Going on holiday to Switzerland with your bike is pretty straight forward, but as with a lot of things, its better to book in advance.
The Eurostar allows you to take your bike on the train, however regulations stipulate that it must be carried in a bike bag or box.
"Passengers with bikes have and continue to be important to us. Our new policy has been introduced so that we can use the space on our trains more flexibly, by carrying the same or more bikes depending on the demand from passengers. The only change is that bikes will now need to be carried in a bike box, either your own or one which we are happy to provide. When packaging bikes in this way, they take up less space which means that we can carry more bikes, or any other type of luggage."
If your bike is placed in a suitable bike bag or box that is no longer than 85cm, you can carry it on board as part of your baggage allowance for ALL journeys from London. For bike bags or boxes over this size then you will need to use the registered luggage service. This costs between €25 - €29 one way from London to Paris, Brussels or Lille. This service is not permitted on direct trains from London to Lyon, Avignon, Marseille and the French Alps.
They will do everything they can to ensure your bike travels on the same train as you. But if it can’t, they guarantee that you will be able to collect it at your Eurostar destination station within 24 hours of your departure. Your bike will generally travel on the same train as you unless there is not enough space. If this is the case, they will send it on the next available train.
Once you're in Switzerland getting around with your bike can be straight forward, but again planning ahead and getting to the station early are highly recommended.
Domestic or regional trains (TER) and Tourist trains quite often allow you to transport your bike for free, although you may have to put it in a bike compartment, or hang it from a hook to save space, or fold it up and take it on as hand luggage. Spaces are limited and you cannot reserve in advance, and in some regions bikes aren't permitted Monday-Friday during working hours as the trains are too busy with pedestrians.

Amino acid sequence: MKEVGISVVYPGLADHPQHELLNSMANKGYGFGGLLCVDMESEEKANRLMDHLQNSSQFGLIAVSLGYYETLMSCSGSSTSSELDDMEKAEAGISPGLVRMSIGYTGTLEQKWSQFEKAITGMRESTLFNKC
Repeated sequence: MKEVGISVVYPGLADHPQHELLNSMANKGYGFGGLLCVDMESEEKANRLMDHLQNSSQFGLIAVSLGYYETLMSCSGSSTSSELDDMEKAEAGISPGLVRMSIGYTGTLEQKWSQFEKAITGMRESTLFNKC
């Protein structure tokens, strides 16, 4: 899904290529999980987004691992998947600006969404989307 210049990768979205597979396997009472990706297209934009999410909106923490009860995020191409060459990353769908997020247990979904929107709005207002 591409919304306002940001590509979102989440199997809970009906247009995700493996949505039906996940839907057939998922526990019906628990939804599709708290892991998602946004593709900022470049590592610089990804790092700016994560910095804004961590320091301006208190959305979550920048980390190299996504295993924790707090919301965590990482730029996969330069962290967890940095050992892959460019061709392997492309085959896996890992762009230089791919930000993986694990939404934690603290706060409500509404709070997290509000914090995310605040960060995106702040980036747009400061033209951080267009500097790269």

Regional trains in Ile-de-France, the region surrounding Paris, are called Transilien. These are the country’s busiest commuter trains. They operate into all of Paris’ stations and run on lines with a letter associated (line K, line P, etc.). They also include the RER trains, which run on lines A to E. You can take your bike on board a Transilien Monday to Friday, before 6.30am, between 9.30am and 4.30pm, then after 7.30pm; At any time on weekends and bank holidays and at any time if it is folded or placed in a bike bag and does not cause fellow passengers any inconvenience.
On Intercity trains it's best if you can dismantle your bike and carry it on in a bag no more than 120x90cm. Some of these trains require a seat reservation, whereas others do not. Consequently, according to the type of train, it may or may not be necessary to book, or pay for, a place for your bike.